Saturday, March 26, 2016

Meet Ken Aucremanne And VetWoodworks

Ken Aucremanne at North Bennet St. School.

Tuesday I had lunch with Ken Aucremanne (pronoununced "ockerman"). Ken is a 6-year US Navy veteran from West Virginia who's in the process of starting VetWoodworks, a charitable non-profit organization to promote woodworking for veterans.

Like me, he's concerned to see veterans suffering from unemployment, depression, substance abuse, homelessness, and worse. We both see woodworking as a way to provide veterans with vocational training, a hobby, or just a few hours of relaxation.

Sometimes it's nothing more than what I call therapy shavings. No need to build anything, just enjoy the pure satisfaction of turning a piece of wood into a pile of shavings.

Part of his effort involves traveling the country making a documentary film about woodworking programs for veterans. He's currently in a 3-month furniture making intensive course at Boston's famed North Bennet St. School. NBSS has an active Student Veterans Organization (NBSS SVO).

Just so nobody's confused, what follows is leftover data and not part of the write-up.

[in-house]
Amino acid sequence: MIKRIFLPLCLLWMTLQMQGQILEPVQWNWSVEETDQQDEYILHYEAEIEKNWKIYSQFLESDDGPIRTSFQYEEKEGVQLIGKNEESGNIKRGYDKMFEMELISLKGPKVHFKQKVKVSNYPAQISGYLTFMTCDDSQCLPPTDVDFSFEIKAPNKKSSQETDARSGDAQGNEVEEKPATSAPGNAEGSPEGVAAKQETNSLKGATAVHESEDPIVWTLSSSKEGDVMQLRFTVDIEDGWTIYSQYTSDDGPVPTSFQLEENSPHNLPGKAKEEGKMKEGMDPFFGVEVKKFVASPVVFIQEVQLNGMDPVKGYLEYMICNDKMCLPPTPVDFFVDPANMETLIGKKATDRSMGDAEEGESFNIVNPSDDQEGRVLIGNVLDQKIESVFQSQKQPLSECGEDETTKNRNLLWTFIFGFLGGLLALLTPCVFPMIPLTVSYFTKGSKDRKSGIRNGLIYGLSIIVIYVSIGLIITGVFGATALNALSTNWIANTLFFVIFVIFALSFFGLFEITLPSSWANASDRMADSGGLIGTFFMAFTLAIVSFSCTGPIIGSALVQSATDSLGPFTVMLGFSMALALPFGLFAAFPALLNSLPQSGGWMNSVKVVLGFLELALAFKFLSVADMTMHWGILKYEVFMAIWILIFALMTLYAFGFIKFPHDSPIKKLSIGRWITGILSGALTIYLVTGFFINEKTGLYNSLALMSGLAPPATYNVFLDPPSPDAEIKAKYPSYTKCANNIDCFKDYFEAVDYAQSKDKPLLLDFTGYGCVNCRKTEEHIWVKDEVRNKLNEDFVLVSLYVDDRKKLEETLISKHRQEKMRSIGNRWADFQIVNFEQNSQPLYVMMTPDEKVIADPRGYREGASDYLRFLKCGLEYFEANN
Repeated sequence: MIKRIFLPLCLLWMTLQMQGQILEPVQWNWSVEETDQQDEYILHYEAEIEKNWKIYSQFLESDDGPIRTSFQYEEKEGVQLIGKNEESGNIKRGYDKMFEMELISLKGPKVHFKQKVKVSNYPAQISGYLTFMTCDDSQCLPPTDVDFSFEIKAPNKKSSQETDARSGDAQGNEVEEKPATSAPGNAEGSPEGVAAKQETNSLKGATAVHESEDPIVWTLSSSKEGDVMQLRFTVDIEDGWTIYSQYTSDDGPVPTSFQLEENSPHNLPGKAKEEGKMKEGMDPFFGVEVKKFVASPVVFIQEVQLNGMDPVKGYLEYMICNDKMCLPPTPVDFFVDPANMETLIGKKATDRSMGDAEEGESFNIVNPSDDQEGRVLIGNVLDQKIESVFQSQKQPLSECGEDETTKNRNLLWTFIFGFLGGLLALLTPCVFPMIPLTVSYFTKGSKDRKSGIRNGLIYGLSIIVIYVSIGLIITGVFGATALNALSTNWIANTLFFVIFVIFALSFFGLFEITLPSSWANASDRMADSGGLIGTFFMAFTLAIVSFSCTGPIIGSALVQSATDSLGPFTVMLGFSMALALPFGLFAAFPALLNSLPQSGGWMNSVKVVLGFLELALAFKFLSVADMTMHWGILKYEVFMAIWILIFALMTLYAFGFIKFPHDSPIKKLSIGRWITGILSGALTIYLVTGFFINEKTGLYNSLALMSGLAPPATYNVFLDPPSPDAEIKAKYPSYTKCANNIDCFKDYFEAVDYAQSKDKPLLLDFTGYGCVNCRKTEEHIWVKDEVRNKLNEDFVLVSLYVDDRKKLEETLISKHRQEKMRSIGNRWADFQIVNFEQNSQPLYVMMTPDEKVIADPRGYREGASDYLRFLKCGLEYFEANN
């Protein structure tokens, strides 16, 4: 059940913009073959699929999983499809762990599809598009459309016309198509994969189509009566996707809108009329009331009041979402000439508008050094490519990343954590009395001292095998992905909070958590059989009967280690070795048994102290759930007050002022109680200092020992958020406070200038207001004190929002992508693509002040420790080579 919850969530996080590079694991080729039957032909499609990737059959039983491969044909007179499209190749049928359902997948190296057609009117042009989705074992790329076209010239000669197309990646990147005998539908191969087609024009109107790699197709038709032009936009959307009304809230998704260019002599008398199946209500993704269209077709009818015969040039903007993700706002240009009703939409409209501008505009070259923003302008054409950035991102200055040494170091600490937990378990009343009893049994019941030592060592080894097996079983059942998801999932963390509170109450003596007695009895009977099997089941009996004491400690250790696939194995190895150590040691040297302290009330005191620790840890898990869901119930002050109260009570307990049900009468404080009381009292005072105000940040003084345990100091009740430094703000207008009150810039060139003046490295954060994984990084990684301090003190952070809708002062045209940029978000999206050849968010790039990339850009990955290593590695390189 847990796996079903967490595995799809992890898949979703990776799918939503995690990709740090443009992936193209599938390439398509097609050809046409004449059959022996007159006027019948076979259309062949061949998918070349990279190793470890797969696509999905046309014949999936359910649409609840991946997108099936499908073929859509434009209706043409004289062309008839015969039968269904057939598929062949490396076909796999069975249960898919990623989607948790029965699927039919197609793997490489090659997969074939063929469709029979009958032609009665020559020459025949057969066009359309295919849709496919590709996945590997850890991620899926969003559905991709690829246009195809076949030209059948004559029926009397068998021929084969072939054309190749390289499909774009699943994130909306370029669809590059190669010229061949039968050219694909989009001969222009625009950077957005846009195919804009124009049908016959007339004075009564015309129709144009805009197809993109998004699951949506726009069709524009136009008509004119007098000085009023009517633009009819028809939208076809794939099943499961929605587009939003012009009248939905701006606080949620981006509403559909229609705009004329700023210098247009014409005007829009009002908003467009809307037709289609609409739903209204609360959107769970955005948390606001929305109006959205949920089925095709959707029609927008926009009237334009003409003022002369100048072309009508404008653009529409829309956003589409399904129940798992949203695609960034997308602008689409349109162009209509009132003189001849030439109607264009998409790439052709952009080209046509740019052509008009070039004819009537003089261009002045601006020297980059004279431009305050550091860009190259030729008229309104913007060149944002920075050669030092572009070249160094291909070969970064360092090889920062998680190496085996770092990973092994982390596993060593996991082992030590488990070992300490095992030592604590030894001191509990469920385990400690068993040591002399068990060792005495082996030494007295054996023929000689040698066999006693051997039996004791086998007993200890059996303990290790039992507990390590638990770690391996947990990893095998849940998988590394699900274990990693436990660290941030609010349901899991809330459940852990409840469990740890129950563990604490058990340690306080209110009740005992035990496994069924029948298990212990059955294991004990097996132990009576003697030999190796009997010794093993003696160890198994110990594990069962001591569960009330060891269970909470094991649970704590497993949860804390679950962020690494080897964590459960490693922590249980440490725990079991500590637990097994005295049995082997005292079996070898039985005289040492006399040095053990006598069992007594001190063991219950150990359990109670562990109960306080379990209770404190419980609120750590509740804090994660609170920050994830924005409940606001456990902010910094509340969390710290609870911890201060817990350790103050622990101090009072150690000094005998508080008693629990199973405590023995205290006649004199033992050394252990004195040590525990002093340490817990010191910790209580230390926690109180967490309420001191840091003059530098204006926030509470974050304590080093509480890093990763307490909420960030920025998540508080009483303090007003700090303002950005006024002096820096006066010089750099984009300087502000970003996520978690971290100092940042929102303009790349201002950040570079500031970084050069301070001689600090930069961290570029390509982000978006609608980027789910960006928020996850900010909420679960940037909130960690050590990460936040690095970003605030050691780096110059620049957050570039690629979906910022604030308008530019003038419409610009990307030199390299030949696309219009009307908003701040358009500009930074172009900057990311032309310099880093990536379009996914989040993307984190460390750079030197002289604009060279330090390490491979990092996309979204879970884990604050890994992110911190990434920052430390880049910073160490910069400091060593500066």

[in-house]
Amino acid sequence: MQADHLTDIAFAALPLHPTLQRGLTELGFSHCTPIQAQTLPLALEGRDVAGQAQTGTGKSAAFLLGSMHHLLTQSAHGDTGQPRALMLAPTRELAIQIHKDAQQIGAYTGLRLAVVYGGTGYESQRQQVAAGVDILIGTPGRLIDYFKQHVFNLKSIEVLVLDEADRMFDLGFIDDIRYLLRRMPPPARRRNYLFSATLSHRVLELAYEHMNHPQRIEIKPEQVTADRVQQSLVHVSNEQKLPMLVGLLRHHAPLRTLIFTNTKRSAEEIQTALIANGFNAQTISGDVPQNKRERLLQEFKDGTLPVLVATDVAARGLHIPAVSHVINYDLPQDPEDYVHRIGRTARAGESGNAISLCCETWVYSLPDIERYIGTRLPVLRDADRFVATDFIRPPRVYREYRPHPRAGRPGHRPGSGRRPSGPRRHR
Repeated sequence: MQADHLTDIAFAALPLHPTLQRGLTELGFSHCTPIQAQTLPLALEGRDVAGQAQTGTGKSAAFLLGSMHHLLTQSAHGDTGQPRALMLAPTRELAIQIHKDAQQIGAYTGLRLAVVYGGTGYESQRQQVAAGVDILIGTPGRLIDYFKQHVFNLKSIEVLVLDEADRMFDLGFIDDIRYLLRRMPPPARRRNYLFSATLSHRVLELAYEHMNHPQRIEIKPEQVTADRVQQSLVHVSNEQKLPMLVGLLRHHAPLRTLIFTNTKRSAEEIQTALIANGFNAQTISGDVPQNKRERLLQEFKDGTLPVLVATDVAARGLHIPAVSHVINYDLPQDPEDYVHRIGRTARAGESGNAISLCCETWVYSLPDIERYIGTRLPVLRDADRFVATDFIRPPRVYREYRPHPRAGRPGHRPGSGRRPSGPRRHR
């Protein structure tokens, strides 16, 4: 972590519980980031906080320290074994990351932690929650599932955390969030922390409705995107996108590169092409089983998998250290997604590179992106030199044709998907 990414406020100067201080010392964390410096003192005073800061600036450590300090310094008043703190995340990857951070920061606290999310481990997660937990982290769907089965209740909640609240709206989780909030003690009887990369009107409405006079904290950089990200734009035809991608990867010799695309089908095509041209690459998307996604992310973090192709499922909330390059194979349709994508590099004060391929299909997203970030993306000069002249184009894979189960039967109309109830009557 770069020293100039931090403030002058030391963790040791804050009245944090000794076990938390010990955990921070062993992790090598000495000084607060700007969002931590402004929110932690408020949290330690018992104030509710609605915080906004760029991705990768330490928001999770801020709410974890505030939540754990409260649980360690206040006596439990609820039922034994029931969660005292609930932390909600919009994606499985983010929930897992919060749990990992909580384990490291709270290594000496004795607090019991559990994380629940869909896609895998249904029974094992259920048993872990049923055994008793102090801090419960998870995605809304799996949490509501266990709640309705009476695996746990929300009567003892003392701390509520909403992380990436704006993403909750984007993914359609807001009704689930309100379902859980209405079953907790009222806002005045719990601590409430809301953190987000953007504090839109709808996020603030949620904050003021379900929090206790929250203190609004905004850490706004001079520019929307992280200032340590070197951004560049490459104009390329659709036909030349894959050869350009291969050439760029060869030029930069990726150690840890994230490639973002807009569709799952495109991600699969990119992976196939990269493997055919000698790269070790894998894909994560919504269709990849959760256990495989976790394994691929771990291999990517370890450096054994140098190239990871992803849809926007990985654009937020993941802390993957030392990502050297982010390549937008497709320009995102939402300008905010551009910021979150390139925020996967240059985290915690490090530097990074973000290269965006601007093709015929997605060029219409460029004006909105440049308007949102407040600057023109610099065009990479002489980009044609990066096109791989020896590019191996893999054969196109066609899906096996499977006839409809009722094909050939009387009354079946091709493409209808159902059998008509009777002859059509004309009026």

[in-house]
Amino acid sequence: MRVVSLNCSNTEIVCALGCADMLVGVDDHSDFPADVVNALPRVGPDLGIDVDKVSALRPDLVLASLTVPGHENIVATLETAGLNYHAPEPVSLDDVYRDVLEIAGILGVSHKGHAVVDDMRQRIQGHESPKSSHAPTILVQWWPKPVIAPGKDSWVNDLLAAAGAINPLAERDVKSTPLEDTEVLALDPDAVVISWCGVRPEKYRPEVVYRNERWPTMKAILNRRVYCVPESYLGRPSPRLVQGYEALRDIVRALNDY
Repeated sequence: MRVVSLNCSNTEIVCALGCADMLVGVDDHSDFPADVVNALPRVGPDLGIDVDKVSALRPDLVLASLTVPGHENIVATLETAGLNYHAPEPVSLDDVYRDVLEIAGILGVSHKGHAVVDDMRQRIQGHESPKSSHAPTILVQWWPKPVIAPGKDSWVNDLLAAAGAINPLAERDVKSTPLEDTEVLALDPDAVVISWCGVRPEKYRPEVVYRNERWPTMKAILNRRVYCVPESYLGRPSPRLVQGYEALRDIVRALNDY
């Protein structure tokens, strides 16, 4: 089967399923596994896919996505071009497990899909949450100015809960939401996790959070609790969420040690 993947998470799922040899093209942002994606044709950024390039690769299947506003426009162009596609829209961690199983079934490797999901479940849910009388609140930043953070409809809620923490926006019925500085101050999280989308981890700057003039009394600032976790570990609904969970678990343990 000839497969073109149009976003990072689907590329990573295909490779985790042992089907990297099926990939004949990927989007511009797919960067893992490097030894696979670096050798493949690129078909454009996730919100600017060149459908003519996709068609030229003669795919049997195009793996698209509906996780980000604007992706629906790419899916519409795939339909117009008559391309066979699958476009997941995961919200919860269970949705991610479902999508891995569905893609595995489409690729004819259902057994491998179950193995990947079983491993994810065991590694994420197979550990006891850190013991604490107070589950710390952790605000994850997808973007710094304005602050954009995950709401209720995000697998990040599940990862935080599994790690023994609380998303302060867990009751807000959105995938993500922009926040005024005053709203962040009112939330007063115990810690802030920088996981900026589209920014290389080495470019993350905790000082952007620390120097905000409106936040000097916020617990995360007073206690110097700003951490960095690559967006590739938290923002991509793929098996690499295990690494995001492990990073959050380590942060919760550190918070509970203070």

It turns out my new job is just a 10-minute walk from NBSS. Ken contacted me following up on a comment I had put on this article about him on the Woodcraft Magazine Staff Blog. When I found out he was so close, I suggested we meet and talk about it.

Ken's still working out all the details of the organization, the program it will follow, the website, and the documentary (just a few things to keep him occupied!). For starters, he's created the Facebook page. His contact info is on the page's About tab.

On Wednesday, he invited me to attend the presentation he was giving at NBSS to the SVO. He showed a brief video about the Sam Maloof Foundation's work with veterans, and very kindly held up my JOTMOST program as an example of what he was talking about.

His goal is to secure sponsorship funding and register VetWoodworks as a 501c3 organization. It will provide tools for veterans' programs around the country, and a network of volunteer instructors such as myself.